Which means, in essence, that it could do worse than to bear in mind the wider point Harvey is making: that when capitalism is allowed to run fast and loose and 'feral', and when only the rich get to decide the rules of the game, then such eruptions on our streets become no less predictable an outcome than the fact that the FTSE 100 opens each morning at eight. It should dare to bear in mind that the more predatory forms of capitalism do not a community make.

Simon Reid-Henry is a lecturer at Queen Mary, University of London.

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Here's what Theresa May could say to save the Brexit talks

The best option would be to invent a time machine, but unfortunately that's not on the table. 

One of my favourite types of joke is the logical impossibility: a statement that seems plausible but, on closer examination, is simply impossible and contradictory. “If you break both legs, don’t come running to me” is one. The most famous concerns a hapless tourist popping into a pub to ask for directions to London, or Manchester, or Belfast or wherever. “Well,” the barman replies, “I wouldn’t have started from here.”

That’s the trouble, too, with assessing what the government should do next in its approach to the Brexit talks: I wouldn’t have started from here.

I wouldn’t have started from a transient Leave campaign that offered a series of promises that can’t be reconciled with one another, but that’s the nature of a referendum in which the government isn’t supporting the change proposition. It’s always in the interest of the change proposition to be at best flexible and at worst outright disregarding of the truth.

Britain would be better off if it were leaving the European Union after a vote in which a pro-Brexit government had already had to prepare a white paper and an exit strategy before seeking popular consent. Now the government is tasked with negotiating the terms of Britain’s exit from the European Union with a mandate that is contradictory and unclear. (Take immigration. It’s clear that a majority of people who voted to leave want control over Britain’s borders. But it’s also clear that a minority did not and if you take that minority away, there’s no majority for a Leave vote.

Does that then mean that the “democratic” option is a Brexit that prioritises minimising economic harm at the cost of continuing free movement of people? That option might command more support than the 52 per cent that Leave got but it also runs roughshod over the concerns that really drove Britain’s Leave vote.

You wouldn’t, having had a referendum in inauspicious circumstances, have a government that neglected to make a big and genuinely generous offer on the rights of the three million citizens of the European Union currently living in the United Kingdom.

In fact the government would have immediately done all it could to show that it wanted to approach exit in a constructive and co-operative manner. Why? Because the more difficult it looks like the departing nation is going to be, the greater the incentive the remaining nations of the European Union have to insist that you leave via Article 50. Why? Because the Article 50 process is designed to reduce the leverage of the departing state through its strict timetable. Its architect, British diplomat John Kerr, envisaged it being used after an increasingly authoritarian state on the bloc’s eastern periphery found its voting rights suspended and quit “in high dudgeon”.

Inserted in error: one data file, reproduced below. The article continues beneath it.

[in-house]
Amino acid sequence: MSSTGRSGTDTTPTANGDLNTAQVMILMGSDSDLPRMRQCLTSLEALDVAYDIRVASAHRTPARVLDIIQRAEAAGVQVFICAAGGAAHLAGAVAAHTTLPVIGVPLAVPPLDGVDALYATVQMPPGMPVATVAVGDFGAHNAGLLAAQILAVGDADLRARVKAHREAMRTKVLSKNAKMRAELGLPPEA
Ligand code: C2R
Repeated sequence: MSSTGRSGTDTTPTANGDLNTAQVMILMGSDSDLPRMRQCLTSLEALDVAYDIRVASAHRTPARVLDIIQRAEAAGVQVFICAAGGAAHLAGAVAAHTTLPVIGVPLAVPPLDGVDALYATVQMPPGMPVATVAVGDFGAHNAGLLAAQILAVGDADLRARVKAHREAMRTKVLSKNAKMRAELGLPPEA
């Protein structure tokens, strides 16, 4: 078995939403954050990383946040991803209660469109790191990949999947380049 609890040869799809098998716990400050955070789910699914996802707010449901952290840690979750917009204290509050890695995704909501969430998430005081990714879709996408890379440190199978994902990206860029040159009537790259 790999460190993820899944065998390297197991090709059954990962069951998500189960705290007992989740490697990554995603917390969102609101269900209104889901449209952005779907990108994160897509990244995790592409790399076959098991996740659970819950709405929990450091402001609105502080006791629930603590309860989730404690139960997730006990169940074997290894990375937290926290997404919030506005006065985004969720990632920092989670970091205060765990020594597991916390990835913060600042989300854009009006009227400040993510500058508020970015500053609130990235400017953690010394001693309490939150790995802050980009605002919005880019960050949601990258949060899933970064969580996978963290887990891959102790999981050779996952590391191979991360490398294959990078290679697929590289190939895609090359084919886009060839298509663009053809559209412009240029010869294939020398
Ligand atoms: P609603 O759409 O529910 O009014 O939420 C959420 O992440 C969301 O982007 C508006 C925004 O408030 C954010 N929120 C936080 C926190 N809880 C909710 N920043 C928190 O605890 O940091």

The strict timeframe also hurts the European Union, as it increases the chances of an unsatisfactory or incomplete deal. The only incentive to use it is if the departing nation is going to behave in a unconstructive way.

Then if you were going to have to exit via the Article 50 process, you’d wait until the elections in France and Germany were over, and restructure Whitehall and the rest of the British state so it was fit to face the challenges of Brexit. And you wouldn’t behave so shabbily towards the heads of the devolved administrations that Nicola Sturgeon of the SNP and Carwyn Jones of the Welsh Labour Party have not become political allies.

So having neglected to do all of that, it’s hard to say: here’s what Theresa May should say in Florence, short of inventing time travel and starting the whole process again from scratch.

What she could do, though, is show flexibility on the question of British contributions to the European budget after we leave, and present a serious solution to the problem of how you ensure that the rights of three million EU citizens living in Britain have a legal backdrop that can’t simply be unpicked by 325 MPs in the House of Commons, and show some engagement in the question of what happens to the Irish border after Brexit.

There are solutions to all of these problems – but the trouble is that all of them are unacceptable to at least part of the Conservative Party. A reminder that, as far as the trouble with Brexit goes, Theresa May is the name of the monster – not the doctor. 

Stephen Bush is special correspondent at the New Statesman. His daily briefing, Morning Call, provides a quick and essential guide to domestic and global politics.